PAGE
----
Tracks of the missing by Carl Merrison and Hakea Hustler
Carl Merrison and Hakea Hustler, authors of the award winning Black cockatoo return with another atmospheric novel that will thrill fans of rural noir mysteries and those who are interested in issues facing teens, especially those of Aboriginal descent. Dek Archer arrives at school excited about the prospect of professional football recruiters coming to town. He is going to try out and hopes that it is a way out of the small country town for him. However, it is the news that Mr Henry, an old man who sold grog on the sly, has been found murdered, and that a bus load of Year 12s is missing that becomes his focus. Among the Year 12s are some of his relatives and Jenny a girl that he is interested in and at the back of his mind is a worry that a prank he participated in may have led to an accident with the bus’s tyres. He must make a choice: meet the recruiters or go tracking the bus with his grandfather. What follows is a journey into Country that will change his life forever.
Narrated in the first person by Dek, readers will sympathise with his dilemma about missing the recruitment team and the guilt that he feels about the prank with the bus. They will learn much about Aboriginal life and culture and the racism and injustices that First Nations Peoples have experienced. The growing tension that Dek feels of being watched as he and his grandfather track the bus, leave the reader wondering just what is happening. As with all well written mysteries the result is unexpected and thought provoking.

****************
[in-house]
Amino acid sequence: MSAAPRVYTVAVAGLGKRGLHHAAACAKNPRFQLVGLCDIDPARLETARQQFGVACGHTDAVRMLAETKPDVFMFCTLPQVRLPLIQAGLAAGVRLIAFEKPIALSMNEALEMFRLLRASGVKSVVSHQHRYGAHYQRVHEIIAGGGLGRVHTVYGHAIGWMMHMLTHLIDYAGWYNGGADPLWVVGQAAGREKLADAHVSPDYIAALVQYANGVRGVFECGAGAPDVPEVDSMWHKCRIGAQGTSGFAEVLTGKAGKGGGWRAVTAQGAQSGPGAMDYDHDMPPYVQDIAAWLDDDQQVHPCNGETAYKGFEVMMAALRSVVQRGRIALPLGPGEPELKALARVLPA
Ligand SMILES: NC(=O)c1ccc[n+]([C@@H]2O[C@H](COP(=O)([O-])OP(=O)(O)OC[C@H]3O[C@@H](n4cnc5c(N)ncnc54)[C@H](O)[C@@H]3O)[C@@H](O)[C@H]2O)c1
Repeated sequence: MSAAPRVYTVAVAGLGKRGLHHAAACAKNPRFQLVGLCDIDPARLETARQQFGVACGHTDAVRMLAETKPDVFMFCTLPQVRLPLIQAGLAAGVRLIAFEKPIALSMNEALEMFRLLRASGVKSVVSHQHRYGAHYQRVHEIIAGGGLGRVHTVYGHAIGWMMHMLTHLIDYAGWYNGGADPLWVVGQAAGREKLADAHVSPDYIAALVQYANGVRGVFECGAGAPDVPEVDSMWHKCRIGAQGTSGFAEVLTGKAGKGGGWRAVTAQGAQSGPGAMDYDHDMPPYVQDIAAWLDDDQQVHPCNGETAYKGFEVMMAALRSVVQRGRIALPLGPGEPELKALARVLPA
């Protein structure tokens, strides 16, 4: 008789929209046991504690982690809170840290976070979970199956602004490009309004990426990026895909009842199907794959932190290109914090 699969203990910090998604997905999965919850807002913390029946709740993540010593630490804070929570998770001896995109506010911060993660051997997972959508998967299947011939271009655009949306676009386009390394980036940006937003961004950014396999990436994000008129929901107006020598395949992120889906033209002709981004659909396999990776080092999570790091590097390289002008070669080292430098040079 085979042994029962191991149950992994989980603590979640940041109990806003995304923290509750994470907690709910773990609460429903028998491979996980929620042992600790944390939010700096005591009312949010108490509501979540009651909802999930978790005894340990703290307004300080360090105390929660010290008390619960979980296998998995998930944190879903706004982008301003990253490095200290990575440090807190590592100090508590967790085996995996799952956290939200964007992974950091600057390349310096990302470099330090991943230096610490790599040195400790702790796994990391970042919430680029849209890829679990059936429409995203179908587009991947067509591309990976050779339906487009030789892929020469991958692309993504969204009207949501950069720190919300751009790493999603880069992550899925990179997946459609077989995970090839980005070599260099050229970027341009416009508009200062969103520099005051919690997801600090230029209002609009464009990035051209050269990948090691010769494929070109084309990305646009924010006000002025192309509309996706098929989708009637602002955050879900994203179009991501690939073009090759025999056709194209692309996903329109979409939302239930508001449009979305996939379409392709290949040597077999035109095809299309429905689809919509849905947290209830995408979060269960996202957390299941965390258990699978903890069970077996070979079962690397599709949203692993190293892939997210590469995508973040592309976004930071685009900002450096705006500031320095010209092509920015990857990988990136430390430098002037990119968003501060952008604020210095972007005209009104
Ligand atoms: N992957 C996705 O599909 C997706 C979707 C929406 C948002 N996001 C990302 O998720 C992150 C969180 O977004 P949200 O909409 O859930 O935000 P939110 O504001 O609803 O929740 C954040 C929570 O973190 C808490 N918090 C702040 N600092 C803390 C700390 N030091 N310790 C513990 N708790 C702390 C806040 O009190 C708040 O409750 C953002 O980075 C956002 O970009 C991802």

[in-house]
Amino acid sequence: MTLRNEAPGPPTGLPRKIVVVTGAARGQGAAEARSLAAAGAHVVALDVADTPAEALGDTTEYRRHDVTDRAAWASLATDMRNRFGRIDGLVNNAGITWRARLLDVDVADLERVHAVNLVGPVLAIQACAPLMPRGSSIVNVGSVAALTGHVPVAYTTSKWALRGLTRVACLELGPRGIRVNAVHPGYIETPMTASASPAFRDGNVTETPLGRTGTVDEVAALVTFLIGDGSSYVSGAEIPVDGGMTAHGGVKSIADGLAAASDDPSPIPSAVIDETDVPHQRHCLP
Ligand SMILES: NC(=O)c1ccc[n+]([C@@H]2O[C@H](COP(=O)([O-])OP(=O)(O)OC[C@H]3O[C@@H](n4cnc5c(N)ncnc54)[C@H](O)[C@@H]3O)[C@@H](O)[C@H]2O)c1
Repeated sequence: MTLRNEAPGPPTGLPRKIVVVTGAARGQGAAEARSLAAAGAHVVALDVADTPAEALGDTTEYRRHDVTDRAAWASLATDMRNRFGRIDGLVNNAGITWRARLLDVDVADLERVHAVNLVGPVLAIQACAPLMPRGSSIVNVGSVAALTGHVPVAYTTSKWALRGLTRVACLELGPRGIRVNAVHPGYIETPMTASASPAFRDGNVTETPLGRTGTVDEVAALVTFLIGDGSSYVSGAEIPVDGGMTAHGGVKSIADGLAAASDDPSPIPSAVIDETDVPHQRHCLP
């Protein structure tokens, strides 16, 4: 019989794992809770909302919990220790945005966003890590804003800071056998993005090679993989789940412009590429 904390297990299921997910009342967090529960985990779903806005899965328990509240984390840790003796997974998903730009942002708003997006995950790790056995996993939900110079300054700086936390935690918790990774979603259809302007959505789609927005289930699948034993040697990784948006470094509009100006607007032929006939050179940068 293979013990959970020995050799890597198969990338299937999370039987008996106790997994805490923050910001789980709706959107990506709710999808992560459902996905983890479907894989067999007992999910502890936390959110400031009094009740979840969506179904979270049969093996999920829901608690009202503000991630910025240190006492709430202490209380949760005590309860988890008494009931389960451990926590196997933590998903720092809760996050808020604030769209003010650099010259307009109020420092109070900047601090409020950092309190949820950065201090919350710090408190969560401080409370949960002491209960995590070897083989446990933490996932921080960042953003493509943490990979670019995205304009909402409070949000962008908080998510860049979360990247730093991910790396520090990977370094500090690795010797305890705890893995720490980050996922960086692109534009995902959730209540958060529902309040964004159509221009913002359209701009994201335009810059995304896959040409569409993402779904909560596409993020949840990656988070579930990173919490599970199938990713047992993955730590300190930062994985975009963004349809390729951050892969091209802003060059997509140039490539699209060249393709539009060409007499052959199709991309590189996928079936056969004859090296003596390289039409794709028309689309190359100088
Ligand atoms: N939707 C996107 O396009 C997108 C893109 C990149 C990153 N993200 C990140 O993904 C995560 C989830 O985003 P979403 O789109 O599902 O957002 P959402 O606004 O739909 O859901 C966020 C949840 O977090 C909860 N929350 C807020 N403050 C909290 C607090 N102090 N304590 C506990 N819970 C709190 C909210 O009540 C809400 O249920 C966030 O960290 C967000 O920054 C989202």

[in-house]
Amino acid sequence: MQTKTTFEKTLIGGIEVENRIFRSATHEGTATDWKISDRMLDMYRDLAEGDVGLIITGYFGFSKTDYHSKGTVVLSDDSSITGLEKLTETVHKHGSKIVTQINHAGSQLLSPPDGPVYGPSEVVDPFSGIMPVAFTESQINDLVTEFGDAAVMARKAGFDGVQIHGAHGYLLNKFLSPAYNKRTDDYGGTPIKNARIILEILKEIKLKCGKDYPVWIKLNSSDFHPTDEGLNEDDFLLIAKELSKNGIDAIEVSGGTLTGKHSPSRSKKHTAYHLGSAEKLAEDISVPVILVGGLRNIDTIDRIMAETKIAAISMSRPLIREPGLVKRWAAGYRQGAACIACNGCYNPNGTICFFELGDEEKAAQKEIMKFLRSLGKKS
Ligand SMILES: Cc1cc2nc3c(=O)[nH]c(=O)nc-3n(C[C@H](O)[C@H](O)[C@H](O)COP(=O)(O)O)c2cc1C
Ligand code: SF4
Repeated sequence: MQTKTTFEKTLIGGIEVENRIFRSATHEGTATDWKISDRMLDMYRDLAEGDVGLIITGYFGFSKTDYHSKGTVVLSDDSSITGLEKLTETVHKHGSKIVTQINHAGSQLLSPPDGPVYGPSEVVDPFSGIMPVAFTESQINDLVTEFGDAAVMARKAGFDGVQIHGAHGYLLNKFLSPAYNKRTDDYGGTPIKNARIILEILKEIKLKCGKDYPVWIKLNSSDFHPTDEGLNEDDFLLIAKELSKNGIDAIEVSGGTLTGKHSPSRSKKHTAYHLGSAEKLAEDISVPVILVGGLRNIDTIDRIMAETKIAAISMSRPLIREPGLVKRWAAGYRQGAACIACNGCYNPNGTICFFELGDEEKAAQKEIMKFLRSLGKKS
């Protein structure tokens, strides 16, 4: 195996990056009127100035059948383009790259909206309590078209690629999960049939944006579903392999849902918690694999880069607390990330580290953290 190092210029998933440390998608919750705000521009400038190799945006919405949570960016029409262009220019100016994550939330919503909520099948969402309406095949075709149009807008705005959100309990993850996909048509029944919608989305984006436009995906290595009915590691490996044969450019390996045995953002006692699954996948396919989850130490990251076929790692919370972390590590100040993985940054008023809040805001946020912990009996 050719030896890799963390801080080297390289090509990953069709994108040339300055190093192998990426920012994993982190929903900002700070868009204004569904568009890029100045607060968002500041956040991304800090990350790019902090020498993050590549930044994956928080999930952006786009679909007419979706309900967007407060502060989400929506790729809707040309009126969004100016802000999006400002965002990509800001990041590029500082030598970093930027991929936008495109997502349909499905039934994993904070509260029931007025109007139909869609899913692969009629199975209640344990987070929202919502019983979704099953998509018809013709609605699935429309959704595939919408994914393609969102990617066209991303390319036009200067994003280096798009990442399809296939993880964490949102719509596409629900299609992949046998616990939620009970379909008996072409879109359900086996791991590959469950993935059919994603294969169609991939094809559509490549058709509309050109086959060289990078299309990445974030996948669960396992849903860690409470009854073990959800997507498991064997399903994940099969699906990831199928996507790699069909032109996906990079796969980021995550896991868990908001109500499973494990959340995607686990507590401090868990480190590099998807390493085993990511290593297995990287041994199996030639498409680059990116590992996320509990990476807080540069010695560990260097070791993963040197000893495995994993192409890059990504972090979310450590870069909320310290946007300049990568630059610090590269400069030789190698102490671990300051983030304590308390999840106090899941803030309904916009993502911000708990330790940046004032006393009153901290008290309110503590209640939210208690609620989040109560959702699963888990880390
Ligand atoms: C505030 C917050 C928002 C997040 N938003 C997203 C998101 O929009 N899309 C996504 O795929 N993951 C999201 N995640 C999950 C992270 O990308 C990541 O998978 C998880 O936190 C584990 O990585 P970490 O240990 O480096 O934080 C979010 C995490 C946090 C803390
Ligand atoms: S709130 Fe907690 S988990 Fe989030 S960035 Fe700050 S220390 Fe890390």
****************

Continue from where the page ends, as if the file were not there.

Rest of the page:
Tracks of the missing would make an excellent class novel or Book Club choice and extensive teachers’ notes are available. It could be paired with Dark emu by Bruce Pascoe and Sorry Day by Coral Vass. It is a must for all libraries.
Themes: Aboriginal Social Life and Customs, Aboriginal history, Stolen generations, Hope, Respect.